I've been thinking hard about the writing process this week. After hydrodaktulopsychicharmonica came out last November, I wrote very little poetry until April, when I did NaPoWriMo. From then until the start of September, I did little more than revise a few of the poems written during that month.
It wasn't exactly writer's block, though. I don't think I've ever exactly rushed to get poems out there - I tend to revise a lot and the last book, for example, contained some poems that had their origin six or seven years ago - but I had decided that I'd really take my time before sending anything out to magazines, e-zines, etc.
In the last six weeks or so, though, I've started to write some new material alongside the continuing revisions, and rather to my surprise most of the poems seem to have been arriving 'complete'. That's not to say finished, but whole poems, rather than fragments (at other times I've often had beginnings and endings with no middle, or middle sections in desperate need of something to bookend them). I've resisted the temptation to send any of them out there yet, but it has had me wondering about how much of the process of composition takes place before you ever pick up pen, or keyboard. I have, I realise, been slowly writing these poems in my head for the last 12 months - it's only now the urge to get them down on paper has become irresistible.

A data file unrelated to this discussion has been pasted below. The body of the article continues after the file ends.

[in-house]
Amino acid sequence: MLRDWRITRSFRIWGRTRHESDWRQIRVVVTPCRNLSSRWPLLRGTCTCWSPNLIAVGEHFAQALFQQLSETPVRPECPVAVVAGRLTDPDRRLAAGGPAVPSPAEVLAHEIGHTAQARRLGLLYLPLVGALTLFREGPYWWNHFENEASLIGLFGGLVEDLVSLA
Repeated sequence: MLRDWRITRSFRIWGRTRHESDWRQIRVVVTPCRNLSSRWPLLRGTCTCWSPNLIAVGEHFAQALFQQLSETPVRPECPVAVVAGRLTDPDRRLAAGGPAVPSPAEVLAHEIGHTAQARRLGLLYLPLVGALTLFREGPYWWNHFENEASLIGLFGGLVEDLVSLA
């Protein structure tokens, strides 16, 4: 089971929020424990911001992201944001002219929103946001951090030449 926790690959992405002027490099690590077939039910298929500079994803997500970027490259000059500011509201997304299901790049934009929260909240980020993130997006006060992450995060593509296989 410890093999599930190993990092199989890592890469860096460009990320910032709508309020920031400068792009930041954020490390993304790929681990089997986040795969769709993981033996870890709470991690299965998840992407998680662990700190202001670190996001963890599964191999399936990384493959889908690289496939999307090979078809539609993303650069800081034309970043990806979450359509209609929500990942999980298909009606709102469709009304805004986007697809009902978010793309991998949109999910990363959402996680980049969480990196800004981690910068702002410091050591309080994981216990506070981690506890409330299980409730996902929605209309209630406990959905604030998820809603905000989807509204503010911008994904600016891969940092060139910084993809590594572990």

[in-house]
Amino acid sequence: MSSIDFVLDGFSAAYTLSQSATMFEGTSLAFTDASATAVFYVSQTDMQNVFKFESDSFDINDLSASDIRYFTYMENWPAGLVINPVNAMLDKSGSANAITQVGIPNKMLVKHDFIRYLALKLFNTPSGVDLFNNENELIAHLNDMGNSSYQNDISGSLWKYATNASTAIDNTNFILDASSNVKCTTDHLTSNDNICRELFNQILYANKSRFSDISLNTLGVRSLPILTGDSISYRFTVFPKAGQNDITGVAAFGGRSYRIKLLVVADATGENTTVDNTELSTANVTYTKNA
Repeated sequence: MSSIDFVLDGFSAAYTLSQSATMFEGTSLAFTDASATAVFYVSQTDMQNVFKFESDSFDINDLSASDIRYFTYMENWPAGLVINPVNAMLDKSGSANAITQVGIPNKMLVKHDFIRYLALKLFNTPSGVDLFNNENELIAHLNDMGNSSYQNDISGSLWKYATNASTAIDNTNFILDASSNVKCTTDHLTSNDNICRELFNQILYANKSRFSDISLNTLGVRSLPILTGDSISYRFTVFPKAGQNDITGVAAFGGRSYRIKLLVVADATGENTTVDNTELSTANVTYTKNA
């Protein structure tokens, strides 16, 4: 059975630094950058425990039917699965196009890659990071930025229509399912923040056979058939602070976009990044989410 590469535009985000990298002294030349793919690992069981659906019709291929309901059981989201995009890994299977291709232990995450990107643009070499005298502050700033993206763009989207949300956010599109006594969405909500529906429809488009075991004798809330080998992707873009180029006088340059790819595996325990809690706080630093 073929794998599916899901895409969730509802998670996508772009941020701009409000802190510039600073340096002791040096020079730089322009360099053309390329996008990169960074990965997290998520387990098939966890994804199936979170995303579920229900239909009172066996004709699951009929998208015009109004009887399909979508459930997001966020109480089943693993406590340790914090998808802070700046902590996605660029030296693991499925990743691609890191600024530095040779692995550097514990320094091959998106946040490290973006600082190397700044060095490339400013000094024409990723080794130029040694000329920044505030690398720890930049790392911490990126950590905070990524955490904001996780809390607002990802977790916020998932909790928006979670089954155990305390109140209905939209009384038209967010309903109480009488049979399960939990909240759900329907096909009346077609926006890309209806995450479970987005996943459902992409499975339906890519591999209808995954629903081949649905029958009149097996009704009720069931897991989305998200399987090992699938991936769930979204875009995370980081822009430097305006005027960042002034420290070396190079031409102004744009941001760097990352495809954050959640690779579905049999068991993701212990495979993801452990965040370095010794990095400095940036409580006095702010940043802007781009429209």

Then, at Monday night's Nine Arches/Crystal Clear Creators Shindig, I was going to read a poem called Azul at the open mic. I started writing it about three years ago, and I'd read it a couple of times previously, at the Colour Conference at Warwick University earlier this year, and at the last Nottingham Shindig. I'd always felt that it needed more tweaking though, and as I sat there on Monday night, I suddenly realised what. I changed things around when I read it, rewrote it when I got home, and I think it's now a much stronger poem. Again, I wonder if the rewriting's actually been taking place each time I've read it, each time I've looked at it in frustration and bafflement.
So, the waiting game seems to be working for me at the moment. The problem, of course, is knowing when to trust first impressions and go with something the moment it hits the page. But that'd be a nice problem to have.